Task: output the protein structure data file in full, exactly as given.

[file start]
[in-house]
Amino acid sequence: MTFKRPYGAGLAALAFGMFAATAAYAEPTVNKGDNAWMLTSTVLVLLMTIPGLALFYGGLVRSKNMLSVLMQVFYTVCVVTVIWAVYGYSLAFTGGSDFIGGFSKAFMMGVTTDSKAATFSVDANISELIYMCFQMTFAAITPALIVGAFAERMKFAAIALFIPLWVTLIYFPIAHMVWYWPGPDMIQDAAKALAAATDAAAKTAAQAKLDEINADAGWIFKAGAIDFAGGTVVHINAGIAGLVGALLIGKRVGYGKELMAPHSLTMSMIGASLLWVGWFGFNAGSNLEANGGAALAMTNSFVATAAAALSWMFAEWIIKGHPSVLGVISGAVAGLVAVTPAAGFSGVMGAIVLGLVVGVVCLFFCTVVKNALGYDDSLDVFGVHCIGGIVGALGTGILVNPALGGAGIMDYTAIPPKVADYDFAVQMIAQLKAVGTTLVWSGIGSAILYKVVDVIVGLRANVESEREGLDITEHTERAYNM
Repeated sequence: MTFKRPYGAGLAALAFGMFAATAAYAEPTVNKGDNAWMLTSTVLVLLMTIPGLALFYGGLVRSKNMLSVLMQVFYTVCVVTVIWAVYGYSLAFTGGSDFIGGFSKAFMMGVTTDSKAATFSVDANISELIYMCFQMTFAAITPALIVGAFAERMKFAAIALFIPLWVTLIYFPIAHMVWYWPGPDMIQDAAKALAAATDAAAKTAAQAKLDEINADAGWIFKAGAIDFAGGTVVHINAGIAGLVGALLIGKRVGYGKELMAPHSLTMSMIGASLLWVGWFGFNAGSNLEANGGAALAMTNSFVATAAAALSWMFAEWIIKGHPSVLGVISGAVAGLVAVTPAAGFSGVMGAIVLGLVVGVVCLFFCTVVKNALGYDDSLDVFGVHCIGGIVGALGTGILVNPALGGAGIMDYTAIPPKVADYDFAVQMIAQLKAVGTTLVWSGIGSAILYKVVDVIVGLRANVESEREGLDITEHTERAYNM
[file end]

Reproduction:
[in-house]
Amino acid sequence: MTFKRPYGAGLAALAFGMFAATAAYAEPTVNKGDNAWMLTSTVLVLLMTIPGLALFYGGLVRSKNMLSVLMQVFYTVCVVTVIWAVYGYSLAFTGGSDFIGGFSKAFMMGVTTDSKAATFSVDANISELIYMCFQMTFAAITPALIVGAFAERMKFAAIALFIPLWVTLIYFPIAHMVWYWPGPDMIQDAAKALAAATDAAAKTAAQAKLDEINADAGWIFKAGAIDFAGGTVVHINAGIAGLVGALLIGKRVGYGKELMAPHSLTMSMIGASLLWVGWFGFNAGSNLEANGGAALAMTNSFVATAAAALSWMFAEWIIKGHPSVLGVISGAVAGLVAVTPAAGFSGVMGAIVLGLVVGVVCLFFCTVVKNALGYDDSLDVFGVHCIGGIVGALGTGILVNPALGGAGIMDYTAIPPKVADYDFAVQMIAQLKAVGTTLVWSGIGSAILYKVVDVIVGLRANVESEREGLDITEHTERAYNM
Repeated sequence: MTFKRPYGAGLAALAFGMFAATAAYAEPTVNKGDNAWMLTSTVLVLLMTIPGLALFYGGLVRSKNMLSVLMQVFYTVCVVTVIWAVYGYSLAFTGGSDFIGGFSKAFMMGVTTDSKAATFSVDANISELIYMCFQMTFAAITPALIVGAFAERMKFAAIALFIPLWVTLIYFPIAHMVWYWPGPDMIQDAAKALAAATDAAAKTAAQAKLDEINADAGWIFKAGAIDFAGGTVVHINAGIAGLVGALLIGKRVGYGKELMAPHSLTMSMIGASLLWVGWFGFNAGSNLEANGGAALAMTNSFVATAAAALSWMFAEWIIKGHPSVLGVISGAVAGLVAVTPAAGFSGVMGAIVLGLVVGVVCLFFCTVVKNALGYDDSLDVFGVHCIGGIVGALGTGILVNPALGGAGIMDYTAIPPKVADYDFAVQMIAQLKAVGTTLVWSGIGSAILYKVVDVIVGLRANVESEREGLDITEHTERAYNM